New Construction Ends the Year Strong While Existing Sales Slide Amid Record Low Inventories
- Existing home sales fell 4.6 percent to a seasonally adjusted annualized rate (SAAR) of 6.2 million in December, according to the National Association of REALTORS®. Still, existing sales were strong in 2021, rising 8.5 percent compared to 2020. The number of existing homes available on the market in December declined 14.2 percent year over year, with the total number of for-sale units reaching 910,000, the lowest level since the series began in 1999. The months’ supply fell three-tenths to 1.8, also a record low. The median sales price for an existing single-family home increased 16.1 percent from a year ago, the fastest annual growth rate since July 2021.
- Housing starts increased 1.4 percent to a SAAR of 1.7 million in December, bringing the annual total to 1.6 million in 2021, a 15.6 percent increase compared to 2020, according to the Census Bureau. Single-family starts decreased 2.3 percent to a SAAR of 1.2 million, though the November figure was revised upward. Multifamily starts jumped 10.6 percent to a SAAR of 530,000, though the November data was revised downward. Permits increased 9.1 percent over the month, the third straight monthly gain as multifamily permits jumped 21.9 percent and single-family permits were up 2.0 percent.
- The National Association of Home Builders/Wells Fargo Housing Market Index declined 1 point to 83 in January, marking its fourth straight month of a reading of at least 80. A reading above 50 indicates that more builders view the single-family market as “good” rather than “poor.” The index for single-family sales in the present was flat at 90, while the index for single-family sales in the next six months and the indicator for traffic of prospective buyers each fell 2 points to 83 and 69, respectively. The press release cited “growing inflation concerns and ongoing supply chain disruptions” as the primary causes for the small decline in the headline index.
The strong housing starts figure, when considering revisions to previous months, was in line with our quarterly expectations. Additionally, there were 1.5 million total homes currently under construction, the highest level since 1973, which we believe continues to highlight the supply chain issues and labor shortages faced by builders. In fact, despite the NAHB survey remaining above its historical average, their press release stated that material shortages were adding weeks to single-family construction timelines. While we continue to expect 2022 to be a strong year for starts as builders eventually work through their backlogs and supply chain difficulties ease, the recent increases in mortgage rates present some downside risk to this forecast. On the existing sales front, we had expected some decline in December as recent months’ elevated sales numbers appeared to be unsustainable given the lack of inventory available for sale, though the actual decline was somewhat larger than anticipated. Given that the months’ supply hit another record low and affordability is increasingly a concern as home prices have surged and 30-year fixed mortgage rates have increased around 50 basis points since the beginning of 2022, we may modestly downgrade our near-term existing sales forecast.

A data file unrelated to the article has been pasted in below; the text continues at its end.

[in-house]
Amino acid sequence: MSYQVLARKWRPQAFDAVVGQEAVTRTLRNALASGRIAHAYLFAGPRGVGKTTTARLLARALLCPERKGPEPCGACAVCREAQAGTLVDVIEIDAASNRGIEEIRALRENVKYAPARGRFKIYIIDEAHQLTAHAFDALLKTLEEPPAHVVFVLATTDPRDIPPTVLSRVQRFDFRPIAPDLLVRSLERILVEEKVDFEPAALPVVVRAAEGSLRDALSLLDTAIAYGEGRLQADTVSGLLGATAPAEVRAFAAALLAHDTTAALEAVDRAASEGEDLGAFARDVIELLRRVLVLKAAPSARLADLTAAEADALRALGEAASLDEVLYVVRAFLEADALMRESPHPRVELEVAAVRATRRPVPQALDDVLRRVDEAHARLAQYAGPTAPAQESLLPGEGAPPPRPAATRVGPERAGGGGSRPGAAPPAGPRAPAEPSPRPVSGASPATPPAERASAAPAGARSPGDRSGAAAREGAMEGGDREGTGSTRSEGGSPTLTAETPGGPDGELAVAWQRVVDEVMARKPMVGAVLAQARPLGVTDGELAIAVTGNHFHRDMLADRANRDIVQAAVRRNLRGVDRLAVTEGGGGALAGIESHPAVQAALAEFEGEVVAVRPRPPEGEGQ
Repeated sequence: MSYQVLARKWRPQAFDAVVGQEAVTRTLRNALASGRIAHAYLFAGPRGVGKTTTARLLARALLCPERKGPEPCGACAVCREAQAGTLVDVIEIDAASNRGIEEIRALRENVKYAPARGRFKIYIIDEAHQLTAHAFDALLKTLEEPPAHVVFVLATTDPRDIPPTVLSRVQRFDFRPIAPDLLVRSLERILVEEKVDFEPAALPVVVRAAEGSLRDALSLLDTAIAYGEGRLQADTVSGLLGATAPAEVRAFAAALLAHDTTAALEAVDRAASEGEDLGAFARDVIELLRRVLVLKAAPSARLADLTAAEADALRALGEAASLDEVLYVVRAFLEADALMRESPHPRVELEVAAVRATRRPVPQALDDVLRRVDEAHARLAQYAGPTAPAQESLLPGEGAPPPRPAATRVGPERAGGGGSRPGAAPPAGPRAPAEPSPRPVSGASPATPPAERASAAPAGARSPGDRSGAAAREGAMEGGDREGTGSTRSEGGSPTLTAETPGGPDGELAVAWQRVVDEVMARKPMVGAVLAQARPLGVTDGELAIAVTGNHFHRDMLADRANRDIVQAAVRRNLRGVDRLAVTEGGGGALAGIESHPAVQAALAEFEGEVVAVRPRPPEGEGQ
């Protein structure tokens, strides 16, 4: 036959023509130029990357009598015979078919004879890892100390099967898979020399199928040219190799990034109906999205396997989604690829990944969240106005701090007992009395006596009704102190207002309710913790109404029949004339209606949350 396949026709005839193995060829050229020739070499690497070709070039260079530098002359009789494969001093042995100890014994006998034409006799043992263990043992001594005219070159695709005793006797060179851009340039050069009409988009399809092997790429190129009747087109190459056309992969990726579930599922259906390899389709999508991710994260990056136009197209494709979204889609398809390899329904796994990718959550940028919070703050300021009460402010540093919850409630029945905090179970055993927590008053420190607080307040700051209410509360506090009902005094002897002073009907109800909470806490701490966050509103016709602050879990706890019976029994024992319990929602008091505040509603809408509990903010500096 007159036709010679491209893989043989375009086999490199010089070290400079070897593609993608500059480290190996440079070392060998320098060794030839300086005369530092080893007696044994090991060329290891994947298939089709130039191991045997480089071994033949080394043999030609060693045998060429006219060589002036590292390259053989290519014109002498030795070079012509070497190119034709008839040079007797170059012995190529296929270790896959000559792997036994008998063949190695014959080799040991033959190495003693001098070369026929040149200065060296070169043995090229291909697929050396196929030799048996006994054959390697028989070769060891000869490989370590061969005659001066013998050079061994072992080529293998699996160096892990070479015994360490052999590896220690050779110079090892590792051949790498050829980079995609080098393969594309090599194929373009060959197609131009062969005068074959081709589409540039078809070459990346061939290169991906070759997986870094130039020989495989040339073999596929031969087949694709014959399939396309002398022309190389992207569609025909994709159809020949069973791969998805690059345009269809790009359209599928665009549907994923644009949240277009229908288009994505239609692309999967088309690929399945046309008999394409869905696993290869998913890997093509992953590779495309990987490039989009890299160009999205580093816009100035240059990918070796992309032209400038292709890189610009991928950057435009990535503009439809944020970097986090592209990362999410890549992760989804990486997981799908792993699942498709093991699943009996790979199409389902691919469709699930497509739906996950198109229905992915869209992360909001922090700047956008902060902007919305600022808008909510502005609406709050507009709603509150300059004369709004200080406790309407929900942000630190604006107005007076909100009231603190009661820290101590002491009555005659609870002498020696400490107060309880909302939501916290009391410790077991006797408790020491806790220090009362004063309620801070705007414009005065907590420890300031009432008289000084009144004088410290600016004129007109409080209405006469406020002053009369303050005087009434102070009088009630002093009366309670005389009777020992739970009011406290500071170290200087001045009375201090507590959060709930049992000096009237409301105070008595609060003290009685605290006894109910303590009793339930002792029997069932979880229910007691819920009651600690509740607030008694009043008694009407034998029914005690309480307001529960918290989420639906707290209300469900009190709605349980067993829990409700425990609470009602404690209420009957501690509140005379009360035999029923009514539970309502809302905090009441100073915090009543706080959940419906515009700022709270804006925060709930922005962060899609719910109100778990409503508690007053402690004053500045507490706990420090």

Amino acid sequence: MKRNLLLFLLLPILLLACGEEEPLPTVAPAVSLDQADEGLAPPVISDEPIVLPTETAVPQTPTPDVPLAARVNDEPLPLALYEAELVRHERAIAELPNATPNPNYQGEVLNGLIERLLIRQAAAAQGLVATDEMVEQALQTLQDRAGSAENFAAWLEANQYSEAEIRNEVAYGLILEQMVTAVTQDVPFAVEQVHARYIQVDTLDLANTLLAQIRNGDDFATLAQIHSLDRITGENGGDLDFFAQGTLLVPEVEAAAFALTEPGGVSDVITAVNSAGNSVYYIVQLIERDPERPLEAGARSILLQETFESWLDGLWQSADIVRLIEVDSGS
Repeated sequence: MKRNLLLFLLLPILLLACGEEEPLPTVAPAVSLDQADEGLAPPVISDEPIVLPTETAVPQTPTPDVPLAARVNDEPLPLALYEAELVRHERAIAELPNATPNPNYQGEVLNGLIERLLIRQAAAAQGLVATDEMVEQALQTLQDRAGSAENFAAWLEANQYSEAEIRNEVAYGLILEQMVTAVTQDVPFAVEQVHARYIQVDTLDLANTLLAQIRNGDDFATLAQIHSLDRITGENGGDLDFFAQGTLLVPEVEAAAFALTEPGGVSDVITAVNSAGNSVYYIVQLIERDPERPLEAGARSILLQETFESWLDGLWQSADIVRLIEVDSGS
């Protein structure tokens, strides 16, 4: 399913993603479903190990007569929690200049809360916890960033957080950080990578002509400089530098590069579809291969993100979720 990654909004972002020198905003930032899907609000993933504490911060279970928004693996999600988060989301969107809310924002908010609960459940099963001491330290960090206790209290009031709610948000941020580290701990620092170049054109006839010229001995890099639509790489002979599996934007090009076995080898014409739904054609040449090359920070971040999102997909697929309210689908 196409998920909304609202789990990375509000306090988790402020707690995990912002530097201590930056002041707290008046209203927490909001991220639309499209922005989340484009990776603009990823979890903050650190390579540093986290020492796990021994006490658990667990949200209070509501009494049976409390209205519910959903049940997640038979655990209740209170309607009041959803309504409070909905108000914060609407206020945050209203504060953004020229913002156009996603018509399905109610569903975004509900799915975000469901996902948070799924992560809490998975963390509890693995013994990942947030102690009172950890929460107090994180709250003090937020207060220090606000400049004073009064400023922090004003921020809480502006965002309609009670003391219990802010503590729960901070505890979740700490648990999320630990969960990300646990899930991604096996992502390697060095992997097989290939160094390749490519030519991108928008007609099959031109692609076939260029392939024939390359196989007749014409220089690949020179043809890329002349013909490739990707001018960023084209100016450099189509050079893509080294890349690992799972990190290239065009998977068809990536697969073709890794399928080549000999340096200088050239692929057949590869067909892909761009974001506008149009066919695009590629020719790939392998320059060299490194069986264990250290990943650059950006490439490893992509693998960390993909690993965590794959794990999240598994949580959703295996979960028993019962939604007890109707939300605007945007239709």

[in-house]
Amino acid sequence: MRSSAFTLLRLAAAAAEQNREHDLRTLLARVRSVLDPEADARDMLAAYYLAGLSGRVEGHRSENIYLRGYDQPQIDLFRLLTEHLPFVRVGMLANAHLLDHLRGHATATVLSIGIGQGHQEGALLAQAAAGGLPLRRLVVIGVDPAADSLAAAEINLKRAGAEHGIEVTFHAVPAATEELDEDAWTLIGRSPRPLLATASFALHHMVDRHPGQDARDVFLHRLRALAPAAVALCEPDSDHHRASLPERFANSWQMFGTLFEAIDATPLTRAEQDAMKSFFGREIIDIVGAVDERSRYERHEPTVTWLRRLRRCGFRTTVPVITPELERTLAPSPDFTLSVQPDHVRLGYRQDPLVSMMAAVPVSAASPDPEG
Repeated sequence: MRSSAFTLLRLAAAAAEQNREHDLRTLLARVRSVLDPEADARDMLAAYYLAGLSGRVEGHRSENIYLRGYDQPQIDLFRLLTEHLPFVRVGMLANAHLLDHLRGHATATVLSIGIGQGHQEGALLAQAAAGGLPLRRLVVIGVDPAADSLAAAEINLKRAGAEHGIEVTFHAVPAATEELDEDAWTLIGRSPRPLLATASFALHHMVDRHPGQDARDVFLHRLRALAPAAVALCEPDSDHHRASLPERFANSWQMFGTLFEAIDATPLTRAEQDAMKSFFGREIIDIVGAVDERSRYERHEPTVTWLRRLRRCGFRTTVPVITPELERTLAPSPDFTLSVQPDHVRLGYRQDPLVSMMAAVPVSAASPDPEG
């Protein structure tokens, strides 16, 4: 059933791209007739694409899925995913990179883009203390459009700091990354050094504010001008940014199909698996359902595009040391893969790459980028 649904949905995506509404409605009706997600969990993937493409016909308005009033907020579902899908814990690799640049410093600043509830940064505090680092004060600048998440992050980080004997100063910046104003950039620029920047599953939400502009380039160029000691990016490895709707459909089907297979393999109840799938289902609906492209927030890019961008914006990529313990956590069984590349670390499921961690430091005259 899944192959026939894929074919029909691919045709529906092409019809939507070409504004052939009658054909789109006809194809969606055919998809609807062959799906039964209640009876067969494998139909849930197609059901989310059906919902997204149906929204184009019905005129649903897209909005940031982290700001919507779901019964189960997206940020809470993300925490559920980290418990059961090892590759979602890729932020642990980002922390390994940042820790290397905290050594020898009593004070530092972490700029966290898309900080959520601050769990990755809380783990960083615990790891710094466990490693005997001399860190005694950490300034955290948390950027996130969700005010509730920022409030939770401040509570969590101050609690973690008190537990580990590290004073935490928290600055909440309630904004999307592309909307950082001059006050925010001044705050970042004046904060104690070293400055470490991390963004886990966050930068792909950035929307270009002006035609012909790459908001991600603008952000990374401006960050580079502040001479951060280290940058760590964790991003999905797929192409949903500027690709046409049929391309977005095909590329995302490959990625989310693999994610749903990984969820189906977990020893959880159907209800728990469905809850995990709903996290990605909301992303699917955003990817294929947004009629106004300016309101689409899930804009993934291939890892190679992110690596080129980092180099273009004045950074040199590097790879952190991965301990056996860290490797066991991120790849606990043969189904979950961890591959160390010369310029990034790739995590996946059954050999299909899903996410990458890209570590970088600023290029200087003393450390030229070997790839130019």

Economic and Strategic Research Group
January 21, 2022
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